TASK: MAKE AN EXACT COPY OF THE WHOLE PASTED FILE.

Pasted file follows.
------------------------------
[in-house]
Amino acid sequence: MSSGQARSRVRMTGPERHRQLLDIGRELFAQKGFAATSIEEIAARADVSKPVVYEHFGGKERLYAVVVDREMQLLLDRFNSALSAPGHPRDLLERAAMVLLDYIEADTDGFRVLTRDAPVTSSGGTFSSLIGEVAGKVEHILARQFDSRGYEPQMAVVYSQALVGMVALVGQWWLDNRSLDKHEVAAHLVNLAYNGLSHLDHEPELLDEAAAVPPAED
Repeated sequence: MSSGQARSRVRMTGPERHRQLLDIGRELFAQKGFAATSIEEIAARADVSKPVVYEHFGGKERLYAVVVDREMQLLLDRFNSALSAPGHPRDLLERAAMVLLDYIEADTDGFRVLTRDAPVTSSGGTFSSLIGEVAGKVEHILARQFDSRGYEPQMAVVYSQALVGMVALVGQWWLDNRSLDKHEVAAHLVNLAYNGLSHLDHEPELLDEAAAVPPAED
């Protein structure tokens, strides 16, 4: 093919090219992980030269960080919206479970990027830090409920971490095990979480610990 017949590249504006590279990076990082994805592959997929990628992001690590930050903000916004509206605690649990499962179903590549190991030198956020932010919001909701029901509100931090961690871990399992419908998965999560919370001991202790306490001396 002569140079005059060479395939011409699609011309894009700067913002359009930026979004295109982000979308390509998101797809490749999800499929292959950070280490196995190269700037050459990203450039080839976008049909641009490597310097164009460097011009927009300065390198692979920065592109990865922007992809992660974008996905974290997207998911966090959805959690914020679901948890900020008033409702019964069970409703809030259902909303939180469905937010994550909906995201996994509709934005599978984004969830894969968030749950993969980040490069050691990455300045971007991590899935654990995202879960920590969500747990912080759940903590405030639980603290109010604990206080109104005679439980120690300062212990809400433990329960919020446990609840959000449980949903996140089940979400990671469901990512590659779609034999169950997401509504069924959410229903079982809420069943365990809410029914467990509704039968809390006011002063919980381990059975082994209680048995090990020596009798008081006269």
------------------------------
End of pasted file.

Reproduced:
[in-house]
Amino acid sequence: MSSGQARSRVRMTGPERHRQLLDIGRELFAQKGFAATSIEEIAARADVSKPVVYEHFGGKERLYAVVVDREMQLLLDRFNSALSAPGHPRDLLERAAMVLLDYIEADTDGFRVLTRDAPVTSSGGTFSSLIGEVAGKVEHILARQFDSRGYEPQMAVVYSQALVGMVALVGQWWLDNRSLDKHEVAAHLVNLAYNGLSHLDHEPELLDEAAAVPPAED
Repeated sequence: MSSGQARSRVRMTGPERHRQLLDIGRELFAQKGFAATSIEEIAARADVSKPVVYEHFGGKERLYAVVVDREMQLLLDRFNSALSAPGHPRDLLERAAMVLLDYIEADTDGFRVLTRDAPVTSSGGTFSSLIGEVAGKVEHILARQFDSRGYEPQMAVVYSQALVGMVALVGQWWLDNRSLDKHEVAAHLVNLAYNGLSHLDHEPELLDEAAAVPPAED
């Protein structure tokens, strides 16, 4: 093919090219992980030269960080919206479970990027830090409920971490095990979480610990 017949590249504006590279990076990082994805592959997929990628992001690590930050903000916004509206605690649990499962179903590549190991030198956020932010919001909701029901509100931090961690871990399992419908998965999560919370001991202790306490001396 002569140079005059060479395939011409699609011309894009700067913002359009930026979004295109982000979308390509998101797809490749999800499929292959950070280490196995190269700037050459990203450039080839976008049909641009490597310097164009460097011009927009300065390198692979920065592109990865922007992809992660974008996905974290997207998911966090959805959690914020679901948890900020008033409702019964069970409703809030259902909303939180469905937010994550909906995201996994509709934005599978984004969830894969968030749950993969980040490069050691990455300045971007991590899935654990995202879960920590969500747990912080759940903590405030639980603290109010604990206080109104005679439980120690300062212990809400433990329960919020446990609840959000449980949903996140089940979400990671469901990512590659779609034999169950997401509504069924959410229903079982809420069943365990809410029914467990509704039968809390006011002063919980381990059975082994209680048995090990020596009798008081006269």